Chabad Distributes Tuition Grants to Harvey Victims

From by Faygie Levy Holt:

With thousands of people still displaced two months after Hurricane Harvey flooded swaths of eastern Texas, leaving heavily damaged homes and property, Chabad of Houston is directing funds raised towards immediate uses.

One of them is Jewish education. To date, more than $120,000 has been provided to help families impacted by the storm pay day-school tuition for their children.

According to Rabbi Chaim Lazaroff, program director for Chabad Lubavitch of Texas, a few hundred families with children in area Jewish day schools have received financial assistance to help offset expenses and more are in the process of applying for aid.

“We wish we could write off everyone’s tuition obligations, but that would come to more than $2 million,” says the rabbi. “The $500 per child subsidy is to ease the immediate burden on the families, and for many of them, that need is great.”

“A lot of families were hit hard by the hurricane and the flooding,” says Dr. Paul Oberman, head of school at the Robert M. Beren Academy in Houston. “They were significantly impacted in their ability to function. Tuition isn’t something that they can focus on right now when there are so many other pressing needs.”

A real concern, of course, was keeping the children enrolled. To that end, some 65 students at Beren have so far received $500 towards school, which has a total population of 300 from early-childhood education through 12th grade.

“It was a happy day when we shared the news with families about the funding,” says Oberman, who arrived from Atlanta and took up his position in mid-June, just a month before Harvey. “It is remarkable and transformative; it represents substantial help.”

Lazaroff goes on to explain that Chabad chose to allocate money from the Chabad Harvey Relief fund—a project of all 11 Chabad centers in Houston, as well as Chabad of Corpus Christi, Texas—to help with school costs because after such an overwhelming situation, “children need stability, and even more so, a Jewish education. Parents shouldn’t have to be making the tough choice of pulling their children out of a Jewish school because they are struggling to pay their immediate bills. Families are feeling the pinch right now.”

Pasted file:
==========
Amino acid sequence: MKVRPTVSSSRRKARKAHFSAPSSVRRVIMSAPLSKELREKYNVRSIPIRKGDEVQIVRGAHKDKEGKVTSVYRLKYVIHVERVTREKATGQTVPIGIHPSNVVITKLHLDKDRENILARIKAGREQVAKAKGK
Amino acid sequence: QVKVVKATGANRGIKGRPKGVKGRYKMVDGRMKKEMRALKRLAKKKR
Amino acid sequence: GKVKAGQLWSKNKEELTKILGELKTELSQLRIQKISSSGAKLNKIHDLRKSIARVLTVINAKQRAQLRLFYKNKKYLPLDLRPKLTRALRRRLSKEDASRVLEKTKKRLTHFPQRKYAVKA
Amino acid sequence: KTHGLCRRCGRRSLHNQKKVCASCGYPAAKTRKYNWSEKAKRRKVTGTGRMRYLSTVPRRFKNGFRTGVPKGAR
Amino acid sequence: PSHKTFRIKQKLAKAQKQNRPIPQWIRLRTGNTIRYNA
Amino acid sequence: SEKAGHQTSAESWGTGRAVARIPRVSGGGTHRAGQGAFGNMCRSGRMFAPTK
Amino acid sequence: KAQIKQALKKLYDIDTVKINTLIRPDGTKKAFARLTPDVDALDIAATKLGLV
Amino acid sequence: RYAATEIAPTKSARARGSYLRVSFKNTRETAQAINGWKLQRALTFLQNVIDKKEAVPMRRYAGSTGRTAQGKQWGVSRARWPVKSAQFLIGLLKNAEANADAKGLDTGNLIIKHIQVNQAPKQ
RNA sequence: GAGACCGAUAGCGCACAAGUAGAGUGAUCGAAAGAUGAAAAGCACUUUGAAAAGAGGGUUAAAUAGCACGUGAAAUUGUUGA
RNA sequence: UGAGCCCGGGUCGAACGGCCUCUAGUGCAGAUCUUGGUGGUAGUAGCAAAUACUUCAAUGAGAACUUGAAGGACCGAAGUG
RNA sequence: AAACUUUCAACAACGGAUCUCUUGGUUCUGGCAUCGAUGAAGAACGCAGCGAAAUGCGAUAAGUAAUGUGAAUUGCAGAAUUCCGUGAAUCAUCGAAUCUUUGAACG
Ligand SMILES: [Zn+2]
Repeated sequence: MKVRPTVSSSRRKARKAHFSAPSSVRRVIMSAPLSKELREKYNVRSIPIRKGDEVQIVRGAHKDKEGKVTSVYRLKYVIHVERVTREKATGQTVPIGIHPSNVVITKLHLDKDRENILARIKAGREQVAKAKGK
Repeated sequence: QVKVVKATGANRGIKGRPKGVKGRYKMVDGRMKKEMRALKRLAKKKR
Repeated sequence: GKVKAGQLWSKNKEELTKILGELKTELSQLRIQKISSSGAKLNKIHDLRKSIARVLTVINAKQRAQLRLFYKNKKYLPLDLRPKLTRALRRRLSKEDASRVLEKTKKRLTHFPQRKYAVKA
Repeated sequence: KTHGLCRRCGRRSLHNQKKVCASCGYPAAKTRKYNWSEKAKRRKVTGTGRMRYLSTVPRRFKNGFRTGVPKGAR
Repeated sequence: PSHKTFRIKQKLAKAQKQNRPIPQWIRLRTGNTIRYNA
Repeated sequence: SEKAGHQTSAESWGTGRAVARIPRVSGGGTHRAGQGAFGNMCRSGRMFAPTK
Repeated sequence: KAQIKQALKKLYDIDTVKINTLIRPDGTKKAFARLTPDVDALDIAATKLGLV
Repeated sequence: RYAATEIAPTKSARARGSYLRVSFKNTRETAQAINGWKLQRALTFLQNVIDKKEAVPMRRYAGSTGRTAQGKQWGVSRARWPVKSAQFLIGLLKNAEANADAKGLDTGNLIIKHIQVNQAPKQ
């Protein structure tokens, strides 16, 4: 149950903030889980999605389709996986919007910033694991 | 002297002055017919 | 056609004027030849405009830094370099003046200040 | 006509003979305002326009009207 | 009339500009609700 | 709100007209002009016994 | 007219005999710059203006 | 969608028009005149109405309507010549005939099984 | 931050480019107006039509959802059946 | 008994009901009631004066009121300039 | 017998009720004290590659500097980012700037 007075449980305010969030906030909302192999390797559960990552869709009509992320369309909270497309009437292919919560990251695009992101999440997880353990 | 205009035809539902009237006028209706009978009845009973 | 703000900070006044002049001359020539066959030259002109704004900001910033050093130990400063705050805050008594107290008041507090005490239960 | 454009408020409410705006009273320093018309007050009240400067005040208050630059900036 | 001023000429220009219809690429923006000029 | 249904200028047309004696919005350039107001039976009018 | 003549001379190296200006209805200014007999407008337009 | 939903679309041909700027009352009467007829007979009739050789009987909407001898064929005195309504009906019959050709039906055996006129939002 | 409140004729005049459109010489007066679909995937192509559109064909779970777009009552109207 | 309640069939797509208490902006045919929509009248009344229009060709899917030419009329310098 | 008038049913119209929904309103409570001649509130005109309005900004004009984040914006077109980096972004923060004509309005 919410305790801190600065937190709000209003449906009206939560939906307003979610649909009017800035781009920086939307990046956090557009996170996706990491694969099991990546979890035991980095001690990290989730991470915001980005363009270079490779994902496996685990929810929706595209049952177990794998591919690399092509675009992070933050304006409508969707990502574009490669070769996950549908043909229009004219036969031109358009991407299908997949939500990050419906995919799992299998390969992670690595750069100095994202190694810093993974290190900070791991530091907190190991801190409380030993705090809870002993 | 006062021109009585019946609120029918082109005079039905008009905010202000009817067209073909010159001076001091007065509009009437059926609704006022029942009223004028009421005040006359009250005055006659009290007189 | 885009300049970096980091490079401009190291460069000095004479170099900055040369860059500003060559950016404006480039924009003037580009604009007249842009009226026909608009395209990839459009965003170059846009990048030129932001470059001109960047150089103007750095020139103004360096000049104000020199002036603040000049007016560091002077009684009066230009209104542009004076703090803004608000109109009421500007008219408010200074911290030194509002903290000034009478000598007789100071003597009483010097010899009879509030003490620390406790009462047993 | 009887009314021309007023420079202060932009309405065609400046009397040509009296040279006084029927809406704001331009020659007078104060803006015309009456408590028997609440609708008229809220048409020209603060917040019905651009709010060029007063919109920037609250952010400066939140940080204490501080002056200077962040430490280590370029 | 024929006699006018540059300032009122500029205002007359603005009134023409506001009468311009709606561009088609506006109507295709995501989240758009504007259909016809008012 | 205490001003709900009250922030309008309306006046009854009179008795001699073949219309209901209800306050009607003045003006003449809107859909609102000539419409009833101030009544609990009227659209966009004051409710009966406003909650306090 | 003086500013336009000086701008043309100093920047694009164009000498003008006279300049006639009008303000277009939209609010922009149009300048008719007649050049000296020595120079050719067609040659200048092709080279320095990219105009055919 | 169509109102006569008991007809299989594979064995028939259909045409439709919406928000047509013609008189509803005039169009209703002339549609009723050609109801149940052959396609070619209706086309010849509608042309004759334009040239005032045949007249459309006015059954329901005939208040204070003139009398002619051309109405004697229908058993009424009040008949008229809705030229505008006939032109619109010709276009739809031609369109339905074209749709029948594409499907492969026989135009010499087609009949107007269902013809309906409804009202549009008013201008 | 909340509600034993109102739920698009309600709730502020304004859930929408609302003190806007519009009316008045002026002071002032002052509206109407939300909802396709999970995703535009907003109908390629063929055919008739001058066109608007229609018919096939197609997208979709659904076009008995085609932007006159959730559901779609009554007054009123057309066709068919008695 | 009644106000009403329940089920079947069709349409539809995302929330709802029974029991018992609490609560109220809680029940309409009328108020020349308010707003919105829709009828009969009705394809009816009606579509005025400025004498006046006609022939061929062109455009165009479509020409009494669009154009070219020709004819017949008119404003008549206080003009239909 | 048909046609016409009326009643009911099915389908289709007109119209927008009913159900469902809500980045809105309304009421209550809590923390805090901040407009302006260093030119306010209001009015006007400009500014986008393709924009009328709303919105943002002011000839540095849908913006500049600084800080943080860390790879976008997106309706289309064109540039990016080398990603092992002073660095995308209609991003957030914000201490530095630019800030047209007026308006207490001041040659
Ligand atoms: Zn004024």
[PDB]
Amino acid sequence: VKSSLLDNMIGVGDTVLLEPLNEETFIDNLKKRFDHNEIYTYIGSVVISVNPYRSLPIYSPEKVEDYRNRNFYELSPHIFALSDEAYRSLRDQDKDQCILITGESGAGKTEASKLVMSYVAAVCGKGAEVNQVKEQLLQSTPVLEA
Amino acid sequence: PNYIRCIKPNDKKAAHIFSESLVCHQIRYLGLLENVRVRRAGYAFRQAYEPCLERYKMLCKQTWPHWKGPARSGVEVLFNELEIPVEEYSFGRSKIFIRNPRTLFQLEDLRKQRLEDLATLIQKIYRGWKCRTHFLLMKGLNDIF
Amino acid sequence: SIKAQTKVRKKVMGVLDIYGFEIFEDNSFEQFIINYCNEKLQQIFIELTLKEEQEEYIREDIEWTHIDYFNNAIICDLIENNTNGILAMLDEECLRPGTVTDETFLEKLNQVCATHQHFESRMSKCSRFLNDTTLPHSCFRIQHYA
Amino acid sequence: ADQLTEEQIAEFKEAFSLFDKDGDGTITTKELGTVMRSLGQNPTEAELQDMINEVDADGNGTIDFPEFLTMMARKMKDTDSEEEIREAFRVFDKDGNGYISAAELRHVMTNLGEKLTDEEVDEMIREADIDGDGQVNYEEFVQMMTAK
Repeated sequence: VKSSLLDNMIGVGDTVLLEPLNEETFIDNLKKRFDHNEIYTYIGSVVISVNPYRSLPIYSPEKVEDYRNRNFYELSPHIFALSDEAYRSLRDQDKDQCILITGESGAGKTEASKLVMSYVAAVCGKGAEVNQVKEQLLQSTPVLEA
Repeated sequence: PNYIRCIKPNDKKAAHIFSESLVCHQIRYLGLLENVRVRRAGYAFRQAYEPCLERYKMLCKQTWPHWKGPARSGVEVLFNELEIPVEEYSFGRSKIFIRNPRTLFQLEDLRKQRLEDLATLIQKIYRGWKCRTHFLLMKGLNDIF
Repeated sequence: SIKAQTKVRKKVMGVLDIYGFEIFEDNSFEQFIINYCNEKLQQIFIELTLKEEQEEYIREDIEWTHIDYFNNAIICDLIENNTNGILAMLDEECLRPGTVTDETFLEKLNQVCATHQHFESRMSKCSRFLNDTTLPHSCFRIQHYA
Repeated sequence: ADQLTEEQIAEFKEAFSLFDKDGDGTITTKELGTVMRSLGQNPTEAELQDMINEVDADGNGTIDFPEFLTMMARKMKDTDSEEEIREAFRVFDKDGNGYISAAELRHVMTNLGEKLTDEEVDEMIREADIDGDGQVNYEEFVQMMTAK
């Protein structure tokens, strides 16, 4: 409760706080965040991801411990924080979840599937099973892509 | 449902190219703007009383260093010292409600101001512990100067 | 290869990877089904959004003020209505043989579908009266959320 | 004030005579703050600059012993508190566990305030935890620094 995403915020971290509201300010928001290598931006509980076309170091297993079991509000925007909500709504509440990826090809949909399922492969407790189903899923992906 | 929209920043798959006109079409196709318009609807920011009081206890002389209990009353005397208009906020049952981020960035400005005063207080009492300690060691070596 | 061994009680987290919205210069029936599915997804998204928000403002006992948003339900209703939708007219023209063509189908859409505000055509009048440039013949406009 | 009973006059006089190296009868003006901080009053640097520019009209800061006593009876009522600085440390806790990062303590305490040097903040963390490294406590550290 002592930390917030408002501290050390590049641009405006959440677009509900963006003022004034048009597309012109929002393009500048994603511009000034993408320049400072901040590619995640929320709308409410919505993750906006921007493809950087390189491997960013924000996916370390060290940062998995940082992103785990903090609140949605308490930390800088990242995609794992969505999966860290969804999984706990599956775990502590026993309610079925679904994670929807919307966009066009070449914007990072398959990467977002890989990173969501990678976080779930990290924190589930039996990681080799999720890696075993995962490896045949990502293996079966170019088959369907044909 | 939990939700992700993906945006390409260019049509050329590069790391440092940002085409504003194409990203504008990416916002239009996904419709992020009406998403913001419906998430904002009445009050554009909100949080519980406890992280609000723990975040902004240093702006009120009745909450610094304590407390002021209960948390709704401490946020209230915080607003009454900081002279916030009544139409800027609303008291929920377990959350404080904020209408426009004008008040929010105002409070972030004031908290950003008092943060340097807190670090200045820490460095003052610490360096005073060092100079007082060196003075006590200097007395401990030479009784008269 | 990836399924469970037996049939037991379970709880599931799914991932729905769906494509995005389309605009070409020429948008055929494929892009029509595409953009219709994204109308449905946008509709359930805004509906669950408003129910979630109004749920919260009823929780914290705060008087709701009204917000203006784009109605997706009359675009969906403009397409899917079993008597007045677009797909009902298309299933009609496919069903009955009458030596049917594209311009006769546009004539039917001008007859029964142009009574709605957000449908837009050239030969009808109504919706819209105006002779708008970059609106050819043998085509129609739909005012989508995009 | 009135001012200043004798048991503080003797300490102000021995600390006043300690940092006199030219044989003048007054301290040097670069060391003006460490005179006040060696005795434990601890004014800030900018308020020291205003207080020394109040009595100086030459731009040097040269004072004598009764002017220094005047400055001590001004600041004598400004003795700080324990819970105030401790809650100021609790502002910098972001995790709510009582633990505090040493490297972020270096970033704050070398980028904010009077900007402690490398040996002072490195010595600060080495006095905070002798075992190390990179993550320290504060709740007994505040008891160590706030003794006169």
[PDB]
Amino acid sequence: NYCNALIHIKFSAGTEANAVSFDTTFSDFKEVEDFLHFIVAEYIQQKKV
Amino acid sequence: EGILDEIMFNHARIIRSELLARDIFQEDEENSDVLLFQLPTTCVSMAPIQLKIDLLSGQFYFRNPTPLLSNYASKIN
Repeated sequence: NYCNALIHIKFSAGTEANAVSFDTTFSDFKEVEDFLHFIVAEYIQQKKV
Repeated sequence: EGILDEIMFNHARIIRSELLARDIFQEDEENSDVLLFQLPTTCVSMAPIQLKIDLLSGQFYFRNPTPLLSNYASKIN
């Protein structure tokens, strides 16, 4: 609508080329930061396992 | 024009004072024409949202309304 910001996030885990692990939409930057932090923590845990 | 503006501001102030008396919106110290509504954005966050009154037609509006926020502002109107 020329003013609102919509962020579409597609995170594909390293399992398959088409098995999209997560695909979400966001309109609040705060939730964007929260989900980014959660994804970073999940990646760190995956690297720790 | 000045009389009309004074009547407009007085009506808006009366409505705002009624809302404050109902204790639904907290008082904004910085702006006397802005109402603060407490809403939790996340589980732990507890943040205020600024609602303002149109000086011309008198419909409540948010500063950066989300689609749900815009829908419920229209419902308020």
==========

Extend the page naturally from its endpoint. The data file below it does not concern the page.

‘Here for the Long Haul’

Some families may eventually start collecting insurance and aid from the Federal Emergency Management Agency (FEMA). “But we wanted to cut the red tape,” continues Lazaroff, “and have a check in the school’s hands to be able to reduce tuition ASAP,” especially, he notes, for those who make monthly payments.

A number of families have received additional funding to help with basic needs, although Houston Chabad officials say it just scratches the surface. Some necessities are not even covered by insurance.

An example? Furniture. “Families need to furnish their temporary living spaces; some are making do with mattresses on the floor,” he relates. “We want to help them live with dignity while they repair or replace their destroyed homes, property and personal belongings.”

Ultimately, he says, “there are many other projects that can be done, but we need the financial support to make them happen. We’re not here for the immediate recovery; we’re here for the long haul. Everything is now defined as ‘before Harvey’ and ‘after Harvey.’ ”

Click here to contribute to Hurricane Harvey relief efforts.

One Comment

  • 1. Not just tuition wrote:

    This is so important. Kids get to stay in their Jewish school 🏫
    The tuition goes to pay the teachers📝
    The teachers can buy food 🍞 🍗🍏 and other necessities 👖👕🍳💺
    The storekeepers take that money 💰and can replenish the shelves 🚚 and pay for other things that they need
    The chain goes on, and on, and on
    This is an ingenuous way to use relief funds because everybody benefits.
    Thank you


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